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ERIC Number: ED163777
Record Type: RIE
Publication Date: 1977-Aug
Pages: 12
Abstractor: N/A
Reference Count: 0
How Children Ask and Tell: A Speech Act Analysis of Children's Requests. Papers and Reports on Child Language Development, No. 13.
Bock, J. Kathryn; Hornsby, Mary E.
The ability of children at different ages to distinguish instructions to "ask" from instructions to "tell" and the types of structures used to express these directives were studied. Subjects were 120 children, aged 2 years 6 months to 6 years 6 months. Children were instructed to either ask or tell an adult or another child to give them puzzle pieces. The dependent measures were the politeness of the directives used by the children, as determined from adult ratings, and the syntactic form (imperative, interrogative, or declarative) of the directives. Results suggest that children become more polite, in adult eyes, as they grow older, and they are more polite when instructed to ask than when instructed to tell. Children can productively distinguish instructions to ask from instructions to tell, but older children do so more reliably. This finding suggests that they recognize and are able to convey the differences in illocutionary force authorized by the two words. Children used imperatives more frequently to tell than to ask, and interrogatives more frequently to ask than to tell. Declaratives were employed frequently by the younger children, but rarely by the older children. While older children were more polite to adults than to children, the 3-year-olds and 4-year-olds were more polite to other children. (SW)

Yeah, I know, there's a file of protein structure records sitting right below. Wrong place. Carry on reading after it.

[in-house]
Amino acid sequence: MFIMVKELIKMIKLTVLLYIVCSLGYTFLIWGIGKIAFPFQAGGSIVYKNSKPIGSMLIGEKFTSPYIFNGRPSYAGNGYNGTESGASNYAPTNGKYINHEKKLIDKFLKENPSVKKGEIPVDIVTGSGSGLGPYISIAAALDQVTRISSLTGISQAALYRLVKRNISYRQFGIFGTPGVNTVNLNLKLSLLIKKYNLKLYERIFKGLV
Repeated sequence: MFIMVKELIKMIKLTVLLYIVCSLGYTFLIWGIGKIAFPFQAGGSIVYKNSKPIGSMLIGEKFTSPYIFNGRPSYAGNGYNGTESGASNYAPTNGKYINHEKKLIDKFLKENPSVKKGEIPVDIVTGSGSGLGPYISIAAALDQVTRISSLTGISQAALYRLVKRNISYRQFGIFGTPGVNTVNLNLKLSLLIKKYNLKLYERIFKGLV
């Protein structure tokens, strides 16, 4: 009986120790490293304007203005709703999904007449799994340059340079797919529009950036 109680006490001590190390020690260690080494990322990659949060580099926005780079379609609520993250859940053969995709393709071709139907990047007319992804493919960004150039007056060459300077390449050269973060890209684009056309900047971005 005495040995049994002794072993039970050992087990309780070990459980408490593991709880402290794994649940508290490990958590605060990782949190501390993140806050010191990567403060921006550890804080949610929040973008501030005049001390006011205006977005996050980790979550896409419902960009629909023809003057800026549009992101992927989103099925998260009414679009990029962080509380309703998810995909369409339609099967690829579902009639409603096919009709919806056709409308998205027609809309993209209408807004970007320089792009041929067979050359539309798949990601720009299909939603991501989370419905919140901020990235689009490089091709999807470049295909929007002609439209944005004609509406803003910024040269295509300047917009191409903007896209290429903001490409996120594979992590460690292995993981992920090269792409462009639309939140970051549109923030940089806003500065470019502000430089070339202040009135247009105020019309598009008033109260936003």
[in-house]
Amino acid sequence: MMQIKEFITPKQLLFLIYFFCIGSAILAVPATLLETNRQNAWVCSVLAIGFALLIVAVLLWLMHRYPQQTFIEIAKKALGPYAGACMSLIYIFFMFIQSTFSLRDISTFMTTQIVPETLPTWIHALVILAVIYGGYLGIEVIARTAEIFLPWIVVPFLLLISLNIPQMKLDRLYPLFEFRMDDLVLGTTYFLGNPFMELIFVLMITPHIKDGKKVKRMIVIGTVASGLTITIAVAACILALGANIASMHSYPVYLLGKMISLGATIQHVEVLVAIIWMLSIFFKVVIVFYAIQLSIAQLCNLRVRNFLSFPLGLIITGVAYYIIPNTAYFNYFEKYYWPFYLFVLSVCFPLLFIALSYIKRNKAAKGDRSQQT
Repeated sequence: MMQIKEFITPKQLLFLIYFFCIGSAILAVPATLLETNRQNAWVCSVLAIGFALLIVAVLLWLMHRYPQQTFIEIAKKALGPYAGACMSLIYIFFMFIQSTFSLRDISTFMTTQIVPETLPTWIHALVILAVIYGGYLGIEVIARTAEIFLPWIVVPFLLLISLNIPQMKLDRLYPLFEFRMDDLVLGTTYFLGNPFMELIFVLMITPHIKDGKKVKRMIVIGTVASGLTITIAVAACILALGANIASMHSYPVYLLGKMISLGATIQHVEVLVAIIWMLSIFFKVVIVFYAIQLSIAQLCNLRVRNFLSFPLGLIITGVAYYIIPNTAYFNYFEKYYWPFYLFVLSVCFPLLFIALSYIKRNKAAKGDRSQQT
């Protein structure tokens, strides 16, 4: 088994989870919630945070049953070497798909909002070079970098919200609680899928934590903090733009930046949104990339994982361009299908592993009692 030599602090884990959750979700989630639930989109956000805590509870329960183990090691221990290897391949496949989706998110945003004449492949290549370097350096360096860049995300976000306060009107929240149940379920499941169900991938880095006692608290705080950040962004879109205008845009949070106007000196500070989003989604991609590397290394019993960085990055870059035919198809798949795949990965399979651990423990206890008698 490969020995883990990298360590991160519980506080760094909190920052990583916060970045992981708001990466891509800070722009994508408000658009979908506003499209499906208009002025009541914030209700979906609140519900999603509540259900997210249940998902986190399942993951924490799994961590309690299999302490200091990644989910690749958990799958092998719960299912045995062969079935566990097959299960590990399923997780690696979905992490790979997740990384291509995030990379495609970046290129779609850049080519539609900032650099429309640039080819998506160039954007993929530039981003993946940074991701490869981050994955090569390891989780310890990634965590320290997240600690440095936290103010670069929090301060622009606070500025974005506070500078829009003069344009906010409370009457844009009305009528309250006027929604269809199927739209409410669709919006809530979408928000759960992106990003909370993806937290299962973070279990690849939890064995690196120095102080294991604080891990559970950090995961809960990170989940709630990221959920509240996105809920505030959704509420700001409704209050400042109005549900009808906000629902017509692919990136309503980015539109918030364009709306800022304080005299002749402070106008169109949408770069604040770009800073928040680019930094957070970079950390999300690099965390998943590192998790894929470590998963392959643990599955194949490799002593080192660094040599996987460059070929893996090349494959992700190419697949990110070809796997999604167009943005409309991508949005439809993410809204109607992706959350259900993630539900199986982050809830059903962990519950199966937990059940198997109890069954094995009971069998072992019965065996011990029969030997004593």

Publication Type: Reports - Research
Education Level: N/A
Audience: N/A
Language: English
Sponsor: N/A
Authoring Institution: Stanford Univ., CA. Dept. of Linguistics.